Of the infinite number of bad things that could happen to the kids every day, one I’ve given little thought to is a dog attack. It’s kind of fatalistic to dwell on bad things, so why would I really have thought about it?
Now, I can’t stop thinking about it.
My heart is thumping, I have a thousand tears waiting to splash down, things are tenuous in the calm thoughts department.
Yesterday Zadie was attacked by our next-door neighbour’s dog, Bobby. I love Bob and have written about him before in terms of now ironic admiration. The kids love him and he appeared to love the kids. I think he still does; he just snapped momentarily.
I don’t want people to accuse me of sensationalising this or using it for any means other than what I am using it for: as a placeholder for a really important event in our lives. One day in two or five or 10 years’ time, no-one’s going to give a shit about my blog except me and my family. This is where I record stuff that matters to us. This is one of those things. Nevertheless to avoid any such insinuations, I’m just going to give a brief account.
Sunday mornings I get up really early with the kids. It’s MaryJane’s day off, and Joel’s day to sleep in. So at 6.15 am, the kids and I were walking our own big dog, Basil, to a building site in the next village over. Nice sunrise right!
The kids like to run around the half-built house and Basil likes to whizz on everything. Yesterday morning Bobby came with us on our walk. He was unleashed and ran along next to Basil. This is a common occurrence. Bob and Baz are mates; in fact Bob waits outside our gate every night at precisely 10.15 for Basil to come outside so they can sniff each other’s arseholes before bed or whatev.
After our early morning walk yesterday, we went to Sharp Island, a nearby beach, with dad. It was warm and bright. The kids paddled and collected shells; we all got sunburnt.
When we got home, Rufus began his anticipated-all-week Sunday afternoon computer session. I headed upstairs for my anticipated-all-week Sunday afternoon nap. Joel was trimming our front hedge (not anticipated ever, but necessary), and Zadie was trailing behind collecting the falling leaves in her little bucket. After they finished doing our side of the fence, they went around to do the other side – Bobby’s side. We spend a bit of time in Bobby’s owner’s front yard because there is a giant fishtank in there that the kids like to check out. The kids are sometimes in there by themselves. It’s also a thoroughfare to houses further into the village.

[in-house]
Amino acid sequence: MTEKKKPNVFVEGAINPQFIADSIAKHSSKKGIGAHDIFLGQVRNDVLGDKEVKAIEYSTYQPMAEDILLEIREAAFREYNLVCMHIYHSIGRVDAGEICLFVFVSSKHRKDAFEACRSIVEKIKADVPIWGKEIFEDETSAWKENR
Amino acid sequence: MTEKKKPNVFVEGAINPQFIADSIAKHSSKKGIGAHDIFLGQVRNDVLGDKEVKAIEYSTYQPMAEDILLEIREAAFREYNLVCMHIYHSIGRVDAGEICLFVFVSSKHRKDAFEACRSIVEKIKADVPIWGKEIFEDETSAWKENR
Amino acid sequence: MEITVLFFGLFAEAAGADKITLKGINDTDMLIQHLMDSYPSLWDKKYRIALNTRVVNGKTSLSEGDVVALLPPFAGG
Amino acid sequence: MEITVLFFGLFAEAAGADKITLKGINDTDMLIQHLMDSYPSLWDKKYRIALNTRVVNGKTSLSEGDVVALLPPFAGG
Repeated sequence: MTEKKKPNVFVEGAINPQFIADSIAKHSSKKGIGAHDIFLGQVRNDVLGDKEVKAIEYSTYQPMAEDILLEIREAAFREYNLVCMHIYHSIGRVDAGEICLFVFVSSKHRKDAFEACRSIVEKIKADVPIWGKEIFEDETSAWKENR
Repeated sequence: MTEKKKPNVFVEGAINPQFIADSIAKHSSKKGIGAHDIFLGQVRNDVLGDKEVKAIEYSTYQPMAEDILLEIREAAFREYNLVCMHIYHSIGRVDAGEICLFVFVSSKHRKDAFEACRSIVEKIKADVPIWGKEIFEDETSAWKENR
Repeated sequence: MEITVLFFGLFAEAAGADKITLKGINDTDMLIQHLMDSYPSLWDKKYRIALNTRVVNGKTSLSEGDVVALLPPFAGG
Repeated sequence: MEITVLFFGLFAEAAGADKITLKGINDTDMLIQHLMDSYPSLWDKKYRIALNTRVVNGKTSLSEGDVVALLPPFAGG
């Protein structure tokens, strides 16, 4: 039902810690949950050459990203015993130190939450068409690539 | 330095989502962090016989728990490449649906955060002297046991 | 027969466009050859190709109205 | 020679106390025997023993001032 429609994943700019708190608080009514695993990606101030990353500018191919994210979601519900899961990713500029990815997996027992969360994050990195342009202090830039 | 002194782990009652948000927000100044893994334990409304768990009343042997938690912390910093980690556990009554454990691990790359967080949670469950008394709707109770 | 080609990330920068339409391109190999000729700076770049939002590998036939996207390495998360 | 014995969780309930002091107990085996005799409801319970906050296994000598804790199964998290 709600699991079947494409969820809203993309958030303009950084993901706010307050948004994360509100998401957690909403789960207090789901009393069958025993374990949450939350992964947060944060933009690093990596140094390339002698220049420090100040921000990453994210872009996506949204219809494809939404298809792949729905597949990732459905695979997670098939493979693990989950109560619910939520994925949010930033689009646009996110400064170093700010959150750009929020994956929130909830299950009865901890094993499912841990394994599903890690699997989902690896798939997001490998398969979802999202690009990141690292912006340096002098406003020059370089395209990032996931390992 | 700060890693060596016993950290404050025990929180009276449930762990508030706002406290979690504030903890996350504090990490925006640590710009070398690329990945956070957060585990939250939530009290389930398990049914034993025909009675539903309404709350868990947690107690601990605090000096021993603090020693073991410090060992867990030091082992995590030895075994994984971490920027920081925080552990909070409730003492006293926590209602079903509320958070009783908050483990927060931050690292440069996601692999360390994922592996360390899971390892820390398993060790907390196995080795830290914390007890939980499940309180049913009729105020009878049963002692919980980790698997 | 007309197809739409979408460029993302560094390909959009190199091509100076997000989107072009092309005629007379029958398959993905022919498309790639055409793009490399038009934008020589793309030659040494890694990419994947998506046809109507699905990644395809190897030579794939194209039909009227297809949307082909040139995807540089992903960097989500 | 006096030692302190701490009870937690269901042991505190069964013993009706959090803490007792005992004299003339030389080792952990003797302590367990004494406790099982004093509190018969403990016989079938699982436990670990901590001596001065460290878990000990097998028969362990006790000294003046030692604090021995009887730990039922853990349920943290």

I had just sat down on the edge of the bed when the worst screaming I’ve ever heard began. I could hear that ripping deep gurgling noise that dogs make when they fight, and I could hear Joel shouting “BOBBY” in his most commanding man voice. We only have 17 stairs but while I was in the stairwell running down them, I couldn’t hear anything. And it obviously took seconds, but in my mind it took five minutes, and when I got to the bottom and I could still hear the screaming, I thought that she would die.
Joel came in the front gate and handed Zadie to me. He was very calm and I am inexpressibly grateful that he was right there. He thinks Bobby was only attacking her for less than five seconds but he had her pinned to the ground in a jawlock and was shaking her like a ragdoll. She was screaming that Bobby had bitten her, shaking, and she’d wet herself – not like a nervous wee, but a full letting-go drenching. I suppose SHE had thought she would die too.
And that’s the thing. If Joel wasn’t right there, she probably would have.
We rushed her to the hospital where her wounds were assessed, cleaned, stitched up and bandaged. What we all went through in the hospital – but especially her – as she was stitched up is too traumatic to recount. The bite wound on her back especially was so deep, the jumbo ear-cleaner the doctor used to clean it out disappeared inside her back. I never want to think about – let alone go through – anything like this ever again.
In a dazed shock, waiting for the doctor.
She has a bite on the back of her head. They suggested shaving her head to allow the bandage to adhere properly but we thought she’d been through enough trauma! So she has the bandage just kind of stuck to her head, and will have raggedy hair for the next seven days where showers and brushing are forbidden. But hopefully we can stave off the half-mo yet. And in the grand scheme of life (life!) it really doesn’t matter.